The dual-review film criticism site: first a spoiler-free review, then an in-depth Alternate Take.
What Maisie Knew

Reviewed by James Zborowski.

Director Scott McGehee and David Siegel
Length 93 mins
Certificate 15 / R
Rating ******----
Filmmaking: 3  Personal enjoyment: 3

Photo from the article What Maisie Knew takes the basic plot and some of the character names of Henry James’s 1897 novel, but places them in contemporary New York. We join the film’s world just as a marriage is coming to an end - between minor rock star Susanna (Julianne Moore) and struggling art dealer Beale (Steve Coogan). The pair are given joint custody of their six year old daughter Maisie (Onata Aprile), and the remainder of the film is constructed around what James, in his preface to the novel, refers to as ‘[t]he wretched infant[‘s...] rebounding from racquet to racquet like a tennis ball or a shuttlecock.’

The film looks exquisite, both in terms of composition and lighting, and of what is put in the frame. Set design and costumes, whilst never drawing attention to themselves, underline the taken-for-granted wealth of the Beale family, as do the steady stream of service people who facilitate their lives, starting with the pizza delivery guy at the very beginning of the story. (In fact, one of the most interesting features of the film is the way that - without wanting to reveal too much of the plot here - both of Maisie’s parents treat their post-divorce romantic relationships as extensions of service relationships.) We are also given a vivid sense of Maisie’s experience of moving across and between city spaces and homes. Maisie’s experience of and relation to objects is also a well-realised element of several arresting scenes, including one in which she quietly appraises the toys and furnishings of her new bedroom in her father’s apartment, and another in which she is dwarfed by a toy horse and guitar that her mother has given her but has not stayed around for long enough to help her carry back to her house. (A turtle also plays an important role across a series of scenes.)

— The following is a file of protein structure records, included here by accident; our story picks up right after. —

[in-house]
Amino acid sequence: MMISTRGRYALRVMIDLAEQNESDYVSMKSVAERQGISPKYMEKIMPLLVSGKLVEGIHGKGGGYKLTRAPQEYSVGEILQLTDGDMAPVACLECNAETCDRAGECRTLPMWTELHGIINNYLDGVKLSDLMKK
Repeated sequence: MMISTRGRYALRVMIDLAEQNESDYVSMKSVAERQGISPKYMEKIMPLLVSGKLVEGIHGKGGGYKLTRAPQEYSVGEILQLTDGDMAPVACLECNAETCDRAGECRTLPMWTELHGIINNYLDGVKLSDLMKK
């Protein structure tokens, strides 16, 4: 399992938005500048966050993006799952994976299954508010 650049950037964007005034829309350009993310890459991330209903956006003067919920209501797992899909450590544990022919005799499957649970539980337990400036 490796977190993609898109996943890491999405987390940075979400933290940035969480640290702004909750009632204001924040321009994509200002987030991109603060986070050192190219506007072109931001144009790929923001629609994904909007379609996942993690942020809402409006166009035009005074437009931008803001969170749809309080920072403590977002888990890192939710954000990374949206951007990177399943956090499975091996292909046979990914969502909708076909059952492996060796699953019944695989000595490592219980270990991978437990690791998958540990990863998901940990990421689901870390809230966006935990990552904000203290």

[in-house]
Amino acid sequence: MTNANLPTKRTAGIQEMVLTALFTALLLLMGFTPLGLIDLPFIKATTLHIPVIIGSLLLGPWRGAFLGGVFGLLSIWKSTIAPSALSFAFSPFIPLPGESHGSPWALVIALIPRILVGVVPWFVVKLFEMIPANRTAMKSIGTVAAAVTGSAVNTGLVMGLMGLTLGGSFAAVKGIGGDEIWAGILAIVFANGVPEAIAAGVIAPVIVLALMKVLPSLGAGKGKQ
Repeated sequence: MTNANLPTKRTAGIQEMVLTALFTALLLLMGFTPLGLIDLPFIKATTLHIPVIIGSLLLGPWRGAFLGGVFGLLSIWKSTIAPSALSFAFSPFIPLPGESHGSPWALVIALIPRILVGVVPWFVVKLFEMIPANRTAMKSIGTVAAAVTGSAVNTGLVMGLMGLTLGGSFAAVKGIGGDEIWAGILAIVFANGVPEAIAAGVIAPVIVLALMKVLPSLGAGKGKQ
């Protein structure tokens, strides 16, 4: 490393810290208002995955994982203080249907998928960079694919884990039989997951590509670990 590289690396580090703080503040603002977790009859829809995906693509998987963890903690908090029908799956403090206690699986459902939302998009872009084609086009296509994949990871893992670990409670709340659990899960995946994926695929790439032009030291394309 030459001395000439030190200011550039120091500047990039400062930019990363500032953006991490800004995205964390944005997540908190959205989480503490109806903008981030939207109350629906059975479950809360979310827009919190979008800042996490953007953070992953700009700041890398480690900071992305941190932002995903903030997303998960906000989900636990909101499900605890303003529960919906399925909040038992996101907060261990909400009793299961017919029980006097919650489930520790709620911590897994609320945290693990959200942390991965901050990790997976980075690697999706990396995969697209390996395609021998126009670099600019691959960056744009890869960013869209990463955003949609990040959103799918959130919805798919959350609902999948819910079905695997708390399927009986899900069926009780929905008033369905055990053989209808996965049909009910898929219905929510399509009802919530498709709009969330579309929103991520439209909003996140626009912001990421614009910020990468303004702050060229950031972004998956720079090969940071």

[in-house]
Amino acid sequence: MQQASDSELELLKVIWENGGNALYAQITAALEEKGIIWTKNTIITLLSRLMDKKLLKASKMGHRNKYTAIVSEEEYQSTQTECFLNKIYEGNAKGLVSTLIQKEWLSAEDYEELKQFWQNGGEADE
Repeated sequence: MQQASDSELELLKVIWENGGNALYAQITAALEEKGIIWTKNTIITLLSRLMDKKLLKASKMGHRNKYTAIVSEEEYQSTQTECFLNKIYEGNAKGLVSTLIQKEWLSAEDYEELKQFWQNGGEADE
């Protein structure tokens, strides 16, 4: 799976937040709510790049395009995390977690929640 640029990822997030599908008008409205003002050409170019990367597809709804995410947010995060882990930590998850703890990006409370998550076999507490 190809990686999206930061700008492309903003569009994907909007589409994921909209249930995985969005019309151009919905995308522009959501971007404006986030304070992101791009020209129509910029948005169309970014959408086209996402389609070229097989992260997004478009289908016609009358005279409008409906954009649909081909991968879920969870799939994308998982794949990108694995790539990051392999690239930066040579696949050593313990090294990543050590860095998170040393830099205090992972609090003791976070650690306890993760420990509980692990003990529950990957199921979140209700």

The main cast is similarly engaging to watch. It is strange to hear Coogan adopting an American accent, but he delivers a brilliant thumbnail sketch of a man who knows how to grease social interactions but is not equipped or inclined to support the needs or desires of loved ones. Julianne Moore’s character is given the nastiest moments of egocentricity but these are offset (whether sufficiently is a matter for individual judgment) by moments where we are given insights into her difficulties, and/or in which she exhibits awareness of her parental shortcomings. The performances of each parent’s post-divorce lover, by Alexander Skarsgård and Joanna Vanderham, are also very good, though Skarsgård is given much more to do than Vanderham.

The above features, along with the expert orchestration of meetings between various combinations of the five main characters in the film, combine to make What Maisie Knew a quality family melodrama. Less successful is the film’s construction of a ‘point of view’ on the story-world it shows. This is perhaps particularly worthy of comment in the case of a Henry James adaptation, and will be the subject of the Alternate Take.

This review was published on August 30, 2013.

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